33. Batteries • AA rechargeable batteries • Provide simple interface • Low cost, lightweight, and easily obtainable • Easily adaptable if system requirements change • Propulsion design may require alternative • If high current and voltage cannot be supplied through a capacitor circuit to the solenoids a Li-Ion battery may be required for high current draws.

  34. Batteries – Trade Study Table

  35. SOFTWARE Stephen Levin-Stankevich

  36. Control System Block Diagram Camera Sensors X,Y,Z pos File on microcontroller Error Estimation In Software Control Law (trade study) Thrust Feedback Loop Courtesy of 2003 DFS Team

  37. Control System • Last year’s results show the bang-bang controller provides accurate results. • Primary work will be developing the control software for use with the microcontroller • Goal is to reduce dead-band size by implementing smaller thrust • Analog control of pressure for a P-D controller will be a project on-ramp.

  38. Control System – Trade Study Table

  39. Testing and Verification Chris Erickson

  40. Testing Options • Pendulum Setup • Suspend the structure from a tether and verify position control. • Spring Mass Setup • Attach the structure to a spring system in all 3 axes and verify position control. • Air table Setup • Test position control 2 axes at a time on the air table (test 2 axes and flip structure) • KC-135 • Test position control in a micro-gravity environment.

  41. Testing Options Trade

  42. Project Management Plan William Lumbergh

  43. Drag Free Spacecraft Project Manager Ryan Olds Prof Penina Axelrad Office: ECAE 159Phone: (303) 492-6872 Prof Steve Nerem Office: ECAE 100Phone: (303) 492-6721 Professor Advisory Board Safety Engineer Stephen Stankevich Mechanical Design Engineer Chris Erickson Instrumentation Engineer Mike Cragg Chief Financial Officer Mike Cragg Software Stephen Stankevich Katie Dunn Mike Cragg Ryan Olds Structure Chris Erickson Data Acquisition Mike Cragg Propulsion Katie Dunn Mike Cragg Power Stephen Stankevich Sensing Ryan Olds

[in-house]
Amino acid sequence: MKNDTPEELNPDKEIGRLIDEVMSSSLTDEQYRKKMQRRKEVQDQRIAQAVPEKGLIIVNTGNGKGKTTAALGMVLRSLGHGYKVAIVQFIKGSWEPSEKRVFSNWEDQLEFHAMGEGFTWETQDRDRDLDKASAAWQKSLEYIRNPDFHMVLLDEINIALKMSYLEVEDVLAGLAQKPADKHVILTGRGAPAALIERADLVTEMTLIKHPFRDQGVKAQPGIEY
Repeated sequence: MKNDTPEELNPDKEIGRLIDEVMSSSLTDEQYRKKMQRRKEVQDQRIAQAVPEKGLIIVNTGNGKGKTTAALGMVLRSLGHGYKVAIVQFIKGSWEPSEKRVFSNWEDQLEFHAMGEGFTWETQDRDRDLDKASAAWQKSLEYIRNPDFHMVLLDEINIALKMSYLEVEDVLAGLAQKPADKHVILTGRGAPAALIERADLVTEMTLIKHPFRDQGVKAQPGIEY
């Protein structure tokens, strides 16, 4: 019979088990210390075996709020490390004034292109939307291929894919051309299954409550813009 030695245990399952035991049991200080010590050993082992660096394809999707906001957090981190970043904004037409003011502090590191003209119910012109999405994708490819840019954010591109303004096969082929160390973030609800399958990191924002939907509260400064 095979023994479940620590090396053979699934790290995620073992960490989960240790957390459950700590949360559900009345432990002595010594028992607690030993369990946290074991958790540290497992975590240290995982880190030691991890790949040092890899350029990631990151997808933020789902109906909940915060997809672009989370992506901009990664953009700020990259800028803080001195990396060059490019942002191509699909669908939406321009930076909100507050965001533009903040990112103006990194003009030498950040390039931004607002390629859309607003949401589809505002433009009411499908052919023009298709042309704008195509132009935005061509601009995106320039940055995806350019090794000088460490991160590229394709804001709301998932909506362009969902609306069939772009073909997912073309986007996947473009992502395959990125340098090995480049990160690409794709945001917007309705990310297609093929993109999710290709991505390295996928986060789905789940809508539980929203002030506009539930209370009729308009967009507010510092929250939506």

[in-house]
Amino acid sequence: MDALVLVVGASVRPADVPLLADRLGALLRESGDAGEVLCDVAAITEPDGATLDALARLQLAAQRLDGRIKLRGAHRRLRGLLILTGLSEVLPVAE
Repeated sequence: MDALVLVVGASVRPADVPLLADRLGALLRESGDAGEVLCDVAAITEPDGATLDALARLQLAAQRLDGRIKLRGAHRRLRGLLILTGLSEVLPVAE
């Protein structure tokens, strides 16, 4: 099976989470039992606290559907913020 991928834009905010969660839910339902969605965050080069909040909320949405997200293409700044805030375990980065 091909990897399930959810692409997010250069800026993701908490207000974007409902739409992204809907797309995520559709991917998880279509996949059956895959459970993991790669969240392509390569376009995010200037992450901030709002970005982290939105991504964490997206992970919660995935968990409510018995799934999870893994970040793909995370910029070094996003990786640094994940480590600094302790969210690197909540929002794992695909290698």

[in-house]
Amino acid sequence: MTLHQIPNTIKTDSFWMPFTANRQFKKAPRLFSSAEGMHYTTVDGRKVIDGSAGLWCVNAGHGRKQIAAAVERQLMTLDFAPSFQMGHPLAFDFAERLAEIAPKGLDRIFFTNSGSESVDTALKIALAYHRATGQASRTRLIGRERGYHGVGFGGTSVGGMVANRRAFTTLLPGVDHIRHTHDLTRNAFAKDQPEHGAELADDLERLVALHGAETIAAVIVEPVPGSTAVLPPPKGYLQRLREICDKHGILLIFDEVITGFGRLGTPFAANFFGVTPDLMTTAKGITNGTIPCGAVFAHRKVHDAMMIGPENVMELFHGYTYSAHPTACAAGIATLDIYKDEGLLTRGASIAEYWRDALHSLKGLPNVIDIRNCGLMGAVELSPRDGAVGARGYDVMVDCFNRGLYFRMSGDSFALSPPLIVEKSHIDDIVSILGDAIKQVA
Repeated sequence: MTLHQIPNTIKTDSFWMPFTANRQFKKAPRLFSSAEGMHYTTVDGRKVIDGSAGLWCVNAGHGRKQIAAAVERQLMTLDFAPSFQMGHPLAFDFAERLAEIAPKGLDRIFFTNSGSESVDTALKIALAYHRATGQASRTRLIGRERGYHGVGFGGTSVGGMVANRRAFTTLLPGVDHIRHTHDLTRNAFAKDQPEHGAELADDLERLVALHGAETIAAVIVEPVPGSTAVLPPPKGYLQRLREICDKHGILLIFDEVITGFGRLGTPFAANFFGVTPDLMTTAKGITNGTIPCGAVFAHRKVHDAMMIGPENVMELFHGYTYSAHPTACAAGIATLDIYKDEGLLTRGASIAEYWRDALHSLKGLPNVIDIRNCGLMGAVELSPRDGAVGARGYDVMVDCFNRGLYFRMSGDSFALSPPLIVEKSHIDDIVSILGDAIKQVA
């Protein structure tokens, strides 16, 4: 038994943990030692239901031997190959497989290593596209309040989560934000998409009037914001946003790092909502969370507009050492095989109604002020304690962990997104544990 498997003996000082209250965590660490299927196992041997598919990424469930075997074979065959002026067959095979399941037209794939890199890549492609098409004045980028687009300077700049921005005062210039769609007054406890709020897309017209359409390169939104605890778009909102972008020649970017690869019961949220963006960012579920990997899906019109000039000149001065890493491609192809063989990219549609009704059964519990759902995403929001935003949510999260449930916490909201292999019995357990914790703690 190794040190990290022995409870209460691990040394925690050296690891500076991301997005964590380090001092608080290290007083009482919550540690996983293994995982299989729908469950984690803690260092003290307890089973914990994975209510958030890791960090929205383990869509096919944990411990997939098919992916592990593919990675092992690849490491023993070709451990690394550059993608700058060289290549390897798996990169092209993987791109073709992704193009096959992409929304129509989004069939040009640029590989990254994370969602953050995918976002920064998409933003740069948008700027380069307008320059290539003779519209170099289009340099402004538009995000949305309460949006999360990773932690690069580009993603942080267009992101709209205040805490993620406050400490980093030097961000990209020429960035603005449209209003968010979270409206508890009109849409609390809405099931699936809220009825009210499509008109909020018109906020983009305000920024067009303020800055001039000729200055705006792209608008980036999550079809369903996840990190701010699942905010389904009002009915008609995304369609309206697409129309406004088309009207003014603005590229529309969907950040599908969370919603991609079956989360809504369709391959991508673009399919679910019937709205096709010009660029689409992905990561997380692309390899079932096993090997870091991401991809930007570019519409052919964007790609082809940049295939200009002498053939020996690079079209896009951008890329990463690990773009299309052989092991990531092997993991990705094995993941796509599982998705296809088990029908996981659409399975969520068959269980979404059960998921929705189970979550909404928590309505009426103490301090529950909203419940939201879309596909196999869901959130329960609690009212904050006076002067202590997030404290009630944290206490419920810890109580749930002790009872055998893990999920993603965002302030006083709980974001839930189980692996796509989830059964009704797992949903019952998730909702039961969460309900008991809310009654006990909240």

44. DRAFT-SatWork Breakdown Structure 1.0 Management 2.0 Systems 3.0 Testing 4.0 Software 5.0 Structure 6.0 Data Acquisition 7.0 Propulsion 8.0 Power 9.0 Sensing 1.1 Schedule 2.1 Integration of subsystems 3.1 Test planning 4.1 Extend existing code to 3 dimensions 5.1 Select materials 6.1 Select microcontroller 7.1 Select propellant and solenoids 8.1 Select power source 9.1 Select sensors 1.2 Task management 2.2 Design requirements 3.2 System and subsystem testing and verification 4.2 Improve performance of PD controller 5.2 House all subsystems 6.2 Program microcontroller 7.2 Thruster model 8.2 Supply power to all subsystems 9.2 Proof mass and cavity 1.3 Financial 2.3 Trade Studies 3.3 Technical reports 4.3 Translate MATLAB to C language 5.3 CG placement 6.3 Interface with sensors and propulsion 7.3 Propellant piping system 9.3 Interface with microcontroller 1.4 Team organization 3.4 Conform to all KC-135 requirements and regulations. 5.4 Machine structure 6.4 Store data in memory

  45. Schedule

  46. Cost Estimates

  47. Open Issues • Propulsion System Thrust Sizing and Part Selection • Microcontroller Setup • Battery Selection

  48. Questions?

  49. Appendix

  50. Sensors and Actuators Sensors • Control System • Camera • Propulsion • Fluid regulation device • Power • Voltage monitor Actuators • Propulsion • Fluid regulation device • Fluid release device